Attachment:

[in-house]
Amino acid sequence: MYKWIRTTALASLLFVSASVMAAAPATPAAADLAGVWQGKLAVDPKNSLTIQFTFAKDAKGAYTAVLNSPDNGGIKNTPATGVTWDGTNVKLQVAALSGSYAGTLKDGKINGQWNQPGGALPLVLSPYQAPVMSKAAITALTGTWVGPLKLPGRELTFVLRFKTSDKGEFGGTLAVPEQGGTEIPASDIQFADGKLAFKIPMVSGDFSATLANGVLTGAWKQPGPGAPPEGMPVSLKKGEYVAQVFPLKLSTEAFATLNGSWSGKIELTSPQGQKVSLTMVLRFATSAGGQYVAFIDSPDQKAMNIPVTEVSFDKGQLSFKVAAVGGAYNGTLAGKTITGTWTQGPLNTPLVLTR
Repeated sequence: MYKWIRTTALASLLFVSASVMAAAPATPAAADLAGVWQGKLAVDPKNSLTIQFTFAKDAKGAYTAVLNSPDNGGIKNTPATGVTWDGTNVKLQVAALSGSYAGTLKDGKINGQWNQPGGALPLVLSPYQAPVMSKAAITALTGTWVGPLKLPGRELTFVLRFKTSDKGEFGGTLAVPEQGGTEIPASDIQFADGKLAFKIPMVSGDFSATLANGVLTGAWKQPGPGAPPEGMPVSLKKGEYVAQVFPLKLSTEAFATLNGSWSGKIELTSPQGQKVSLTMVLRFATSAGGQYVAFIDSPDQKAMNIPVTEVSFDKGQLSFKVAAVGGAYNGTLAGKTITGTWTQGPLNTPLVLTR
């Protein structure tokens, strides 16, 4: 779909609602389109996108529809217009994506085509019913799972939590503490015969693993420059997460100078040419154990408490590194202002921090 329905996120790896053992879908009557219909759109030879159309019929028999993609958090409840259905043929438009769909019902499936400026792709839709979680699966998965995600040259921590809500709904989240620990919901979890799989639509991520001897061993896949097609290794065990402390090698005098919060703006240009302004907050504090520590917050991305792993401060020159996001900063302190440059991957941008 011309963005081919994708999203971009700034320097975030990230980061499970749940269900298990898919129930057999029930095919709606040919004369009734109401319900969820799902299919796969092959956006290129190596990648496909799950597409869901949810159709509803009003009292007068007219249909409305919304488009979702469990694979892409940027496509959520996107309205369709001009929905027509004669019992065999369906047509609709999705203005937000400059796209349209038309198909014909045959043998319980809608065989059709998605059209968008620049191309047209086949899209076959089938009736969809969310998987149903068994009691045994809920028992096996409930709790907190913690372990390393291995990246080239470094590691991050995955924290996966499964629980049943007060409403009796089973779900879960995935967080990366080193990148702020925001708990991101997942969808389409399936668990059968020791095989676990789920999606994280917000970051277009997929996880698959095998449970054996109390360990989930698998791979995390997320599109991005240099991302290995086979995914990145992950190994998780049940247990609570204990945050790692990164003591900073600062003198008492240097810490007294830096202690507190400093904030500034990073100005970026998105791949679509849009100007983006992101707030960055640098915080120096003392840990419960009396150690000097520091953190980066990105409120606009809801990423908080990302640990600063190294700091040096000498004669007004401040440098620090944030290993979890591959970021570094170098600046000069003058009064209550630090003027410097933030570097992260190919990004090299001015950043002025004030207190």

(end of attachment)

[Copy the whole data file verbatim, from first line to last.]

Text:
[in-house]
Amino acid sequence: MYKWIRTTALASLLFVSASVMAAAPATPAAADLAGVWQGKLAVDPKNSLTIQFTFAKDAKGAYTAVLNSPDNGGIKNTPATGVTWDGTNVKLQVAALSGSYAGTLKDGKINGQWNQPGGALPLVLSPYQAPVMSKAAITALTGTWVGPLKLPGRELTFVLRFKTSDKGEFGGTLAVPEQGGTEIPASDIQFADGKLAFKIPMVSGDFSATLANGVLTGAWKQPGPGAPPEGMPVSLKKGEYVAQVFPLKLSTEAFATLNGSWSGKIELTSPQGQKVSLTMVLRFATSAGGQYVAFIDSPDQKAMNIPVTEVSFDKGQLSFKVAAVGGAYNGTLAGKTITGTWTQGPLNTPLVLTR
Repeated sequence: MYKWIRTTALASLLFVSASVMAAAPATPAAADLAGVWQGKLAVDPKNSLTIQFTFAKDAKGAYTAVLNSPDNGGIKNTPATGVTWDGTNVKLQVAALSGSYAGTLKDGKINGQWNQPGGALPLVLSPYQAPVMSKAAITALTGTWVGPLKLPGRELTFVLRFKTSDKGEFGGTLAVPEQGGTEIPASDIQFADGKLAFKIPMVSGDFSATLANGVLTGAWKQPGPGAPPEGMPVSLKKGEYVAQVFPLKLSTEAFATLNGSWSGKIELTSPQGQKVSLTMVLRFATSAGGQYVAFIDSPDQKAMNIPVTEVSFDKGQLSFKVAAVGGAYNGTLAGKTITGTWTQGPLNTPLVLTR
């Protein structure tokens, strides 16, 4: 779909609602389109996108529809217009994506085509019913799972939590503490015969693993420059997460100078040419154990408490590194202002921090 329905996120790896053992879908009557219909759109030879159309019929028999993609958090409840259905043929438009769909019902499936400026792709839709979680699966998965995600040259921590809500709904989240620990919901979890799989639509991520001897061993896949097609290794065990402390090698005098919060703006240009302004907050504090520590917050991305792993401060020159996001900063302190440059991957941008 011309963005081919994708999203971009700034320097975030990230980061499970749940269900298990898919129930057999029930095919709606040919004369009734109401319900969820799902299919796969092959956006290129190596990648496909799950597409869901949810159709509803009003009292007068007219249909409305919304488009979702469990694979892409940027496509959520996107309205369709001009929905027509004669019992065999369906047509609709999705203005937000400059796209349209038309198909014909045959043998319980809608065989059709998605059209968008620049191309047209086949899209076959089938009736969809969310998987149903068994009691045994809920028992096996409930709790907190913690372990390393291995990246080239470094590691991050995955924290996966499964629980049943007060409403009796089973779900879960995935967080990366080193990148702020925001708990991101997942969808389409399936668990059968020791095989676990789920999606994280917000970051277009997929996880698959095998449970054996109390360990989930698998791979995390997320599109991005240099991302290995086979995914990145992950190994998780049940247990609570204990945050790692990164003591900073600062003198008492240097810490007294830096202690507190400093904030500034990073100005970026998105791949679509849009100007983006992101707030960055640098915080120096003392840990419960009396150690000097520091953190980066990105409120606009809801990423908080990302640990600063190294700091040096000498004669007004401040440098620090944030290993979890591959970021570094170098600046000069003058009064209550630090003027410097933030570097992260190919990004090299001015950043002025004030207190």